Two months is a long time to wait to see a doctor.   If your auto mechanic or air conditioner repairman told you that it would take a week to fit you in, you’d find someone else to take care of the problem and you’d never go back to the person who told you to wait.  Given the transcendent importance of health, why do patients who need medical assistance routinely wait far longer?  And if patients with good insurance wait for two months, how long is the queue for those who rely on Medicaid or who have no insurance at all?Continue reading…

Evidence-Based Diagnosis and Faith-Based Solutions

It’s official: the Medicare Payment Advisory Commission (MedPAC) has at long last decided that MACRA’s MIPS (Merit-based Incentive Payment System) can’t work.
MedPAC reached this decision at its January 12 and March 2, 2017 meetings.

Its principle rationale was that measuring “merit” (quality and cost) at the individual physician level, which is what MIPS requires CMS to do, is not possible. As one MedPAC staff person put it at the January meeting, “A redesign of the MIPS program should build off a clear-eyed assessment of the limit of the national Medicare program’s ability to assess clinician performance” (pp. 235-236 of the transcript  of the morning session of the January 12, 2017 meeting).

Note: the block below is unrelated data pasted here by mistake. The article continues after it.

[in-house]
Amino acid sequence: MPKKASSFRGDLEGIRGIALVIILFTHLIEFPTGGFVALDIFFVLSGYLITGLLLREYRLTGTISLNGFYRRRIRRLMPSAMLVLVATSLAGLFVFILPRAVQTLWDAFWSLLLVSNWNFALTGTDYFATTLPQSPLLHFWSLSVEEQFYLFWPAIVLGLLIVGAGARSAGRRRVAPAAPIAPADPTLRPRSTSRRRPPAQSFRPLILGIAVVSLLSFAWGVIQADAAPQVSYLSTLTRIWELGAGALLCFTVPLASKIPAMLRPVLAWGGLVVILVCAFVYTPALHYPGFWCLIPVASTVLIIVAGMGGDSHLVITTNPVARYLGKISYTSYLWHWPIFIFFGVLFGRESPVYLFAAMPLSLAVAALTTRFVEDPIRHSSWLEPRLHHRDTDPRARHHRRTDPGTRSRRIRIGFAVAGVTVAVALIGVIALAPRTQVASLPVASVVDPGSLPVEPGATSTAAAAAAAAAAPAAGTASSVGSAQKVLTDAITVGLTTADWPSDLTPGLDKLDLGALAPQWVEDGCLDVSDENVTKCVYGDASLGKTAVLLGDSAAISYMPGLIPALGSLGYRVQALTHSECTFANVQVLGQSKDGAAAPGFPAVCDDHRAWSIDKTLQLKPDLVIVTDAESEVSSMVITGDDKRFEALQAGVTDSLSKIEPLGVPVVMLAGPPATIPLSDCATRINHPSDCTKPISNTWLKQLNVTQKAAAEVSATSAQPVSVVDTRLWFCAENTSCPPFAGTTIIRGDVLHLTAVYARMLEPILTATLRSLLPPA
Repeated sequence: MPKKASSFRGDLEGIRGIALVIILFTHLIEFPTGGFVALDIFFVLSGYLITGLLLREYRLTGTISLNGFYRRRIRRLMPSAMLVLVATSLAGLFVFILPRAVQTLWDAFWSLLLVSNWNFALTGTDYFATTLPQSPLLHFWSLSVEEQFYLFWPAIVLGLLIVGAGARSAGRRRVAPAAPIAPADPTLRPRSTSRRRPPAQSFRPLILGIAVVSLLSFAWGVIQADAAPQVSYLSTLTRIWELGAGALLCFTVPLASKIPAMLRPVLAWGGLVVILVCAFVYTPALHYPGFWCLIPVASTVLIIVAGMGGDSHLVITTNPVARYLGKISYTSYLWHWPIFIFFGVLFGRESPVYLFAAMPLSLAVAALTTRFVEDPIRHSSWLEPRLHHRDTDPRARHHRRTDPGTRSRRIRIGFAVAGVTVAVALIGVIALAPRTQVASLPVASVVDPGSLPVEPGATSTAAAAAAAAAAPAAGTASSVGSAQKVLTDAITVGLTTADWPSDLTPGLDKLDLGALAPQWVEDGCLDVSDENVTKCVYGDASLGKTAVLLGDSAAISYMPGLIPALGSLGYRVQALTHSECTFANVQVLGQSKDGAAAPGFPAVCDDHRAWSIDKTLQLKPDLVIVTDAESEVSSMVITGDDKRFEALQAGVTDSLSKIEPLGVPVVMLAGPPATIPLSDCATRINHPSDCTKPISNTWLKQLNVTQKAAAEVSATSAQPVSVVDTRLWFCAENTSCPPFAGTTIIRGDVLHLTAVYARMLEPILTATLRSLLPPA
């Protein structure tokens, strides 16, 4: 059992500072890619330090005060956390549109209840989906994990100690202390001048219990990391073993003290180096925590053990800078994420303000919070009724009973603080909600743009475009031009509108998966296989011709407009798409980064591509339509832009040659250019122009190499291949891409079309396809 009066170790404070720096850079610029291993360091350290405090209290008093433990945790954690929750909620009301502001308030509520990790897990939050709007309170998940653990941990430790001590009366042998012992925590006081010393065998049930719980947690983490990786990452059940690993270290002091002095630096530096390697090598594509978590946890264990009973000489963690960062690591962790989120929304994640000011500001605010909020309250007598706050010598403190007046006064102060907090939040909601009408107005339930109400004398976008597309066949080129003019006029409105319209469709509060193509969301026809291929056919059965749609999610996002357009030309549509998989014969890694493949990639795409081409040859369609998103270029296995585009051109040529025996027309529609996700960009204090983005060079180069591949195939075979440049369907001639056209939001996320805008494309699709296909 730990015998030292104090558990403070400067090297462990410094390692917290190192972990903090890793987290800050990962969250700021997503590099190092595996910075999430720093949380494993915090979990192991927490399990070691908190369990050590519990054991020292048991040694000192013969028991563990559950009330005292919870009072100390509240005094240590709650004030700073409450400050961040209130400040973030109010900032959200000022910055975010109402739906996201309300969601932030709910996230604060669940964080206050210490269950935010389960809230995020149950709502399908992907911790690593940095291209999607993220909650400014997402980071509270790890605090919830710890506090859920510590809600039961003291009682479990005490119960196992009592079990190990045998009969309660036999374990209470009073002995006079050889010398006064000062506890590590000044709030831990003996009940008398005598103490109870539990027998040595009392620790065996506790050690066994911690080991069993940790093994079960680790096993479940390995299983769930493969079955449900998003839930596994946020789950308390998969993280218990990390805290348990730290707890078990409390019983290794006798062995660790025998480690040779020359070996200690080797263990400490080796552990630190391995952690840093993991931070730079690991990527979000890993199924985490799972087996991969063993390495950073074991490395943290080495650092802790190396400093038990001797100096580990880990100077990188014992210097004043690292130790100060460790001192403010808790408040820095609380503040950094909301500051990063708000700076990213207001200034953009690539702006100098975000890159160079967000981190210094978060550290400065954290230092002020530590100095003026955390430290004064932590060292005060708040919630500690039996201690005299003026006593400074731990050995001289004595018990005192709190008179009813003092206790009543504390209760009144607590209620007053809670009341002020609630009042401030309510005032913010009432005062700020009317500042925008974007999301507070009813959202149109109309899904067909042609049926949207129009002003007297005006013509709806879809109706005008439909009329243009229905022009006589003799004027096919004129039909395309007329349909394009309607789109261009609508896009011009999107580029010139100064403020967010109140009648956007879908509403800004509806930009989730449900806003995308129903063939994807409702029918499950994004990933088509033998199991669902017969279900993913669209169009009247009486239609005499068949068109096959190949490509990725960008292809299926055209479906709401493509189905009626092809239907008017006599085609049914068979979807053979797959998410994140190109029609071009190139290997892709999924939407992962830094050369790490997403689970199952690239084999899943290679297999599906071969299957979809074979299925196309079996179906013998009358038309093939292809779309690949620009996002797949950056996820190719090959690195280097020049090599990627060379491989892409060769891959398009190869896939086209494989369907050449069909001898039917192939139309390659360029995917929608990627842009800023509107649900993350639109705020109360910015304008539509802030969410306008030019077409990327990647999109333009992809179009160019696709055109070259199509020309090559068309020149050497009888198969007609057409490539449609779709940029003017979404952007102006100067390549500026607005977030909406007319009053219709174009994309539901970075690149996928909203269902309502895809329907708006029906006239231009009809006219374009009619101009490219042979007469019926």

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“Value-Pricing” of Drugs and Pharmaceutical Innovation